What is a good in trade? It sounds straightforward, but based on the Trademark Trial and Appeal Board's November ruling in In re Apple, Inc., Serial No. 78/521,891, it can be anything but.
In the ruling, which is non-precedential, the Board affirmed a refusal to register Apple's iPod trademark for use in connection with printed materials and publications "sold or distributed in connection with handheld mobile digital media devices," on the ground that Apple's specimens of use did not show the iPod trademark in use as a trademark for "goods in trade." The specimens of use offered by the computer giant were its user manuals.
The Lanham Act defines a trademark as something being used "to identify and distinguish his or her goods" and "to indicate the source of the goods." These definitions "carry the necessary implication that a prerequisite to obtaining a trademark is that the subject matter to which it applies must be goods." According to past precedent, before rights in a term as a trademark can be established, the subject matter to which the term is applied must be “goods in trade.”
The question before the court then became whether Apple's printed materials qualified as goods in trade. In its appeal, Apple argued that its printed materials constituted such goods in trade because they bear Apple's iPod mark, are sold in commerce, and have utility to consumers of Apple's products in that they explain how to use the iPod.
The USPTO disagreed. It argued that the user manuals were provided only incidentally with the iPod, are not sold or distributed independently of the iPod, and have no viable existence apart from the iPod.
Apple faced a high bar at the TTAB as well. The Board has consistently held that items incidental to the conduct of a business, such as letterhead, invoices, and business forms which bear an entity's trademark, do not generally qualify. The test for determining whether an item is merely incidental to a primary product or an actual good in trade considers three factors.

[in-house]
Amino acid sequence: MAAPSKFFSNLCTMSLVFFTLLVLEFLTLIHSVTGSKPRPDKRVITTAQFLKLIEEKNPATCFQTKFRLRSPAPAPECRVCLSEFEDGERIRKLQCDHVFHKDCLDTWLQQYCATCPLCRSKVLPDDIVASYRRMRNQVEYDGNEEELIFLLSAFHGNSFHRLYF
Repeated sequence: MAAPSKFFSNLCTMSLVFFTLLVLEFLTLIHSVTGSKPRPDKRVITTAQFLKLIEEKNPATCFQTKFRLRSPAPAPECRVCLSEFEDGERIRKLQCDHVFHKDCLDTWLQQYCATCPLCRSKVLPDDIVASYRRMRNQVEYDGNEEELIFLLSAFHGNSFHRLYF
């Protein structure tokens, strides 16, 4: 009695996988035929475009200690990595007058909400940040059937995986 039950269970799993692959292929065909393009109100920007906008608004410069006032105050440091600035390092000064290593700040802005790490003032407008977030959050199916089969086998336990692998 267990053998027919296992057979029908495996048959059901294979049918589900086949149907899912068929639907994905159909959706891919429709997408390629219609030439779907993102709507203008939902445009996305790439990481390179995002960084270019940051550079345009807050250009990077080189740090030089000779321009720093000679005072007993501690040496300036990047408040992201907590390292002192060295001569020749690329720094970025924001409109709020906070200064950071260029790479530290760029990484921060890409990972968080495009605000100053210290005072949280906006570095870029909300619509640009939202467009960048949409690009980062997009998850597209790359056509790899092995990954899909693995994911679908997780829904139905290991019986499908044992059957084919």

The first factor is whether the item in question is simply a conduit or whether it is a necessary tool useful only in connection with the primary goods. The second is whether the item in question is so inextricably tied to and associated with the primary goods that it has no viable existence apart from the goods. Third is whether the item is neither sold separately from nor has any independent value apart from the primary goods or services.
In its ruling, the Board explained that the general question in such matters is always the same: "What is being offered for sale?" It concluded that all three of these factors supported the USPTO's refusal to register iPod for the applied-for goods. The materials are paper inserts, provided in the same boxes as the goods, that provide nothing more than elementary guidance to iPod purchasers but not to other consumers. There was no evidence that the materials were sold independently. There was no evidence that consumers go to Apple stores seeking these manuals. So the Board affirmed the USPTO's refusal.
The Board's decision does leaves a couple of loose ends, however. According to the USPTO's Acceptable Identification of Goods and Services Manual, an acceptable listing of goods can be "Computers and instructional manuals sold as a unit.” At the same time, when a company sells user manuals together as a unit with its computers, it is allowed to ignore the manuals in its identification of goods and just list "computers". Would it not logically follow, then, that one should also be able to sell computers and user manuals together but identify the goods only as "user manuals"?
Put another way, is it logically inconsistent to say that "Computers and instructional manuals sold as a unit" is an acceptable identification of goods in trade, but "Computers, wires, a keyboard, cardboard boxes, plastic bags, and packaging materials sold as a unit" is not? At first blush, this question may seem suspect, but on such fine points of description often turn important decisions about the essence of a product sold, important peripherals and ancillary materials, and the goods' utility.
In addition, while the Trademark Trial and Appeal Board noted that an iPod's user manual is of no practical use without the iPod, for many users, the computer is of no practical use without the user manual. Both items are costly to make, and both are of real and separate monetary value to the consumer. Used electronic goods sold online ordinarily sell for more money if the listing states that the user manual is included, a tangible demonstration of value that could have been cited in Apple's argument. In addition, many user manuals are sold separately on eBay, as replacements for lost user manuals.
Accordingly, the Board's evaluation of the third factor—that is, that the manuals have no "independent value"—appears incorrect, or to have improperly discounted this aspect of Apple's claims, at least with respect to user manuals in general. Not good—and Apple gets bruised by it.
Reprinted with permission from the January 27, 2016 edition of Inside Counsel© 2016 ALM Media Properties, LLC. All rights reserved. Further duplication without permission is prohibited, contact 877-257-3382 or firstname.lastname@example.org.